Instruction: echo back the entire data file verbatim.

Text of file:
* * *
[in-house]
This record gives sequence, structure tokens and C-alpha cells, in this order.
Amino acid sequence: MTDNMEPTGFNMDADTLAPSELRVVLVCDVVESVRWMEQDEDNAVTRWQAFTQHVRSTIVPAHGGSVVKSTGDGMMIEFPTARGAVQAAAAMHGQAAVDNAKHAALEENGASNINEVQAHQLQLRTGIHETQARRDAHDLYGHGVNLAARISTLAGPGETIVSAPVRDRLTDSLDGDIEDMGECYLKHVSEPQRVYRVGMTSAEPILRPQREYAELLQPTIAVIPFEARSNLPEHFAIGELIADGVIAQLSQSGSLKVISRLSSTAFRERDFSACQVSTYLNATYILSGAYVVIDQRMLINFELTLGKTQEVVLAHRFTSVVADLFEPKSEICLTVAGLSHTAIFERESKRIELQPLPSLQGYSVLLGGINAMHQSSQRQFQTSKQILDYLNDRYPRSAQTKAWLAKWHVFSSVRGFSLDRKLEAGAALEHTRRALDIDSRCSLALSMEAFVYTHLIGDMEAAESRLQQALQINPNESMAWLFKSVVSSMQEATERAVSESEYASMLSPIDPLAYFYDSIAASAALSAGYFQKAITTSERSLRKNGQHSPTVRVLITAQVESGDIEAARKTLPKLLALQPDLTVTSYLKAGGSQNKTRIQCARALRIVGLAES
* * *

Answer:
[in-house]
This record gives sequence, structure tokens and C-alpha cells, in this order.
Amino acid sequence: MTDNMEPTGFNMDADTLAPSELRVVLVCDVVESVRWMEQDEDNAVTRWQAFTQHVRSTIVPAHGGSVVKSTGDGMMIEFPTARGAVQAAAAMHGQAAVDNAKHAALEENGASNINEVQAHQLQLRTGIHETQARRDAHDLYGHGVNLAARISTLAGPGETIVSAPVRDRLTDSLDGDIEDMGECYLKHVSEPQRVYRVGMTSAEPILRPQREYAELLQPTIAVIPFEARSNLPEHFAIGELIADGVIAQLSQSGSLKVISRLSSTAFRERDFSACQVSTYLNATYILSGAYVVIDQRMLINFELTLGKTQEVVLAHRFTSVVADLFEPKSEICLTVAGLSHTAIFERESKRIELQPLPSLQGYSVLLGGINAMHQSSQRQFQTSKQILDYLNDRYPRSAQTKAWLAKWHVFSSVRGFSLDRKLEAGAALEHTRRALDIDSRCSLALSMEAFVYTHLIGDMEAAESRLQQALQINPNESMAWLFKSVVSSMQEATERAVSESEYASMLSPIDPLAYFYDSIAASAALSAGYFQKAITTSERSLRKNGQHSPTVRVLITAQVESGDIEAARKTLPKLLALQPDLTVTSYLKAGGSQNKTRIQCARALRIVGLAES